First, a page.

Conservative leadership candidate, Maxime Bernier, announced his policy to streamline Canada’s public broadcaster and withdraw funding if elected.

Bernier has called for a number of changes that could drastically change the way the CBC/Radio Canada is funded, structured and competes with other broadcasters. The calls came as Bernier claimed the broadcaster was “frozen in time” at a press conference in Ottawa on Wednesday.

Stopping short of wanting to privatise the public broadcaster, Bernier suggested that the broadcaster should “stop doing three-quarters of what it still does, which any private broadcaster can do, and concentrate on what only it can do”.

In what has become a typical rebuttal against PSB models globally, the MP also stated that CBC should focus its resources on local stations and public affairs programming rather than entertainment, “niche” and digital content areas that distract from creating quality programming. His statement came despite the growing need for PSBs to cater for a more diverse public with more plural media consumption habits.

He also called for CBC to withdraw entirely from “unfairly” competing with commercial broadcasters for advertising revenue, as it already receives “more than a billion” Canadian dollars in funding from taxpayers. He instead suggested that it adopt a fundraising model like PBS or NPR to make up for lost income, who gain income via corporate and public sponsorships.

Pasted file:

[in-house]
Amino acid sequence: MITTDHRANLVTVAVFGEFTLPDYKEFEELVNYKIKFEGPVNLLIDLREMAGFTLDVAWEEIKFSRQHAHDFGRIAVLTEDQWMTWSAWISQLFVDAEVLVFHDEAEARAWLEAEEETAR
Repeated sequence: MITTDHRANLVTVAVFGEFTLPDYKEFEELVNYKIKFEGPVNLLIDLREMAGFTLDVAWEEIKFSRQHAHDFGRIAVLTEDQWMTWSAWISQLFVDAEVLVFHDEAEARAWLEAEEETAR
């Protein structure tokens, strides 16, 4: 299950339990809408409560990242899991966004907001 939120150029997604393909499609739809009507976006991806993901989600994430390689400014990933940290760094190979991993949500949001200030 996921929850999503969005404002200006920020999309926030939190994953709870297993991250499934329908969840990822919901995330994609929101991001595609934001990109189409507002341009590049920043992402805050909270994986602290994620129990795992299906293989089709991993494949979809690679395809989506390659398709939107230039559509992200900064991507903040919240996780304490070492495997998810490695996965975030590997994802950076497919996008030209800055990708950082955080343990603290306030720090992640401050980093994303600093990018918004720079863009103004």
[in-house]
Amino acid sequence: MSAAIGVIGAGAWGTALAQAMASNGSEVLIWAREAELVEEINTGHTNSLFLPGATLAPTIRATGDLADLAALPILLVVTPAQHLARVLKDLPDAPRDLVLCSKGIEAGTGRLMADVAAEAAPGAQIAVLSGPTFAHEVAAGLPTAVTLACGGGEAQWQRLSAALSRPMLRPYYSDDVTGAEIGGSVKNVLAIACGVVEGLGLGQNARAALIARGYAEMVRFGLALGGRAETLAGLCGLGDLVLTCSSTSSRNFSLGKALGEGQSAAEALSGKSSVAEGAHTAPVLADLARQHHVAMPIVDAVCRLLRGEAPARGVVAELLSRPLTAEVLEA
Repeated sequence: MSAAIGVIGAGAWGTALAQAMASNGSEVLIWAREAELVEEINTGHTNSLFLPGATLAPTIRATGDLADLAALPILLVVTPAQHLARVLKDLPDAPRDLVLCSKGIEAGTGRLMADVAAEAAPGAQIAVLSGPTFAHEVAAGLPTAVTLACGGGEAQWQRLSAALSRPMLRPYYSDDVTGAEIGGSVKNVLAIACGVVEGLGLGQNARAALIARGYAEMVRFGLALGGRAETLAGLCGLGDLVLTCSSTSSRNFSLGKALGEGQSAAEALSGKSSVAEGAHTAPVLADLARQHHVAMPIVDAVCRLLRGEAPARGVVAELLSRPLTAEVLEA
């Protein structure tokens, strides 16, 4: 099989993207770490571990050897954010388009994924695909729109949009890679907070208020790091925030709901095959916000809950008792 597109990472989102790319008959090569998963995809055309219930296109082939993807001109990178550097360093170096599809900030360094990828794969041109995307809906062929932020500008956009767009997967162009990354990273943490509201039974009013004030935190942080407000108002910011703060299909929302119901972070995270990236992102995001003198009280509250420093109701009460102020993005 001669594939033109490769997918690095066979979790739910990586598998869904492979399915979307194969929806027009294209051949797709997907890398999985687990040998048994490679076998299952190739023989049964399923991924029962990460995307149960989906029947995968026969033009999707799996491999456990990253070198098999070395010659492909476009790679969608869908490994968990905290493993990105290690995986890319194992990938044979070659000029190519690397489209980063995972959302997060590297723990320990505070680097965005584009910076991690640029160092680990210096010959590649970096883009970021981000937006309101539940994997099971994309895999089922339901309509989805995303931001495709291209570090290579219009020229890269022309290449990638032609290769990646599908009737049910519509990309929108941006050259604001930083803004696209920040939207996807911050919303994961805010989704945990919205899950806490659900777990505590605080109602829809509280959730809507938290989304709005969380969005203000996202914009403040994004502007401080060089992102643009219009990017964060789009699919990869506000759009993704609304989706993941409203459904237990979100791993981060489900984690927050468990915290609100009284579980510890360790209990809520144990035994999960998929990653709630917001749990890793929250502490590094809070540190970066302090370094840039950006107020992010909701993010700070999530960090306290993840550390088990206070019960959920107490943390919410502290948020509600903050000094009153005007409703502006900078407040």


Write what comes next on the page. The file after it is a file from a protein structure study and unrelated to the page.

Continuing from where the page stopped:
In rhetoric that is starkly different from the current Liberal government, the MP said he would also reverse increases to the broadcaster’s budget, which will receive an additional CAN$75 million this year and $150 million in each of the next four years according to CBC News.

Earlier this week CBC President and CEO Hubert Lacroix defended the organisation’s position in an open letter to the parliamentary heritage committee, which has been conducting a study into the “state and survival” of Canada’s local media.

The letter argued against the calls of private outlets who “argue for a weaker public broadcaster” and argued that CBC/Radio-Canada must remain strong to ensure that the Canadian public can still access accurate information across a variety of platforms. This, he argued, was especially the case when there was an increasing concentration of ownership within the industry.

“At a time when all media in Canada are struggling to adapt to tremendous change; at a time when global digital companies are crowding the Canadian market, we all need to be focused on how to ensure Canadians get accurate information about their community and their world,” wrote Lacroix.

“Our mandate is to serve Canadians. What should be clear by now is that the digital world is where Canadians are, and where they expect their broadcaster to be.”

The debate surrounding CBC/Radio Canada, its public role, direction and finances continues to polarise opinion in Canada and remains a stalwart campaign device for potential leadership contestants. For now, government funding levels have been set, at least, for the next four years.

Header image: CBC newsroom in Montreal, the largest French newsroom outside of France. Credits: JasonParis/Creative Commons